The first massacre of the unarmed civilian population was conducted by the military in the Nazi-occupied Kyiv on September 29-30, 1941. From September 29 to October 11, 1941, the SS forces killed almost all Jews residing in the city - over 50,000 men, women, and children. Almost 34,000 people were killed in the first two days. On October 1, 2, 8 and 11, Nazi troops shot dead those who did not appear on orders - about 17,000 people more.
The motive for the massacre was blatant lie about the participation of Jews in mining and explosions in the Khreshchatyk Street, which resulted in killing many Wehrmacht soldiers and officers. Babyn Yar, the large ravine on the northern edge of Kyiv, was chosen as a place for mass shootings. It was two and a half kilometers in length and in some places reached a 50-meter depth. At the end of the street, a gate was built, which people were allowed to enter in groups of 30-40 persons. Previously, they had been forced to undress and give up personal belongings. Then they were machine-gunned into the ravine, which was immediately covered over, with some of the victims still alive.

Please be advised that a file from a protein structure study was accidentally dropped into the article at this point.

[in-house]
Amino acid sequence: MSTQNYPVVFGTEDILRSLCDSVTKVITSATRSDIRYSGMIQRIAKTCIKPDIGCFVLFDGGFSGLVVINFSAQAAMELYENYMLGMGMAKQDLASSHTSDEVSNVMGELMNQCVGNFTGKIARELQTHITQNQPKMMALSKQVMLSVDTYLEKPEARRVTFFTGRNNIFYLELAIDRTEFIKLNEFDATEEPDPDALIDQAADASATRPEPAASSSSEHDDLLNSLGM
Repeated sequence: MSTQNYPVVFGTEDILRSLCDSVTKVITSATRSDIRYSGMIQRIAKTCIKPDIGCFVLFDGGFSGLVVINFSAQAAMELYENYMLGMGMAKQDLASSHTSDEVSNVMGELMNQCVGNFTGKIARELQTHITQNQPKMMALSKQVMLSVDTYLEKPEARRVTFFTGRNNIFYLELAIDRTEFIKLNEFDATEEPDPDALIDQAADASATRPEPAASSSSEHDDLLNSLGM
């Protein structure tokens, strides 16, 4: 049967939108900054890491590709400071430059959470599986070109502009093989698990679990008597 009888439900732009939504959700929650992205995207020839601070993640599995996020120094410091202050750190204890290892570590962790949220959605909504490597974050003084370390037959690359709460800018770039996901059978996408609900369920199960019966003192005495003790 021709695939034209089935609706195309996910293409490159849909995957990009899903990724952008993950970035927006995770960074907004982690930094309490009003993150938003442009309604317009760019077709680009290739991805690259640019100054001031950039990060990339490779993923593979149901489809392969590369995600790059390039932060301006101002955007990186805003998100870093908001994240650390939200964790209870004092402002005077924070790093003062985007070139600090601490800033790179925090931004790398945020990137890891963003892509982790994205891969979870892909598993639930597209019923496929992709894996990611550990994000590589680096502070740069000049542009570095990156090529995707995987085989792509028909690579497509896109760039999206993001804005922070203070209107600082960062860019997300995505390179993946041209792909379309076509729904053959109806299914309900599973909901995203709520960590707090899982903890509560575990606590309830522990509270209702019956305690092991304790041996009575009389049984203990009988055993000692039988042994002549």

According to various estimates, from 100 to 150 thousand people were killed in the Babyn Yar during World War II: Jews, Roma, Karaites, Soviet prisoners of war, members of Ukrainian national resistance movement, patients of psychiatric clinic and representatives of other national or social groups. The shootings in the Babyn Yar continued until Kyiv was liberated from the invaders in 1943.
In Soviet times, the terrible tragedy was mainly silenced. Writers Viktor Nekrasov, Anatoliy Kuznetsov, and dissident Ivan Dziuba were among the first to raise the taboo topic. Along with Auschwitz, Babyn Yar became a horrific symbol of the Holocaust in Eastern Europe and an example of what misanthropic theories lead to.
The Babyn Yar tragedy is commemorated at the state level in Ukraine.
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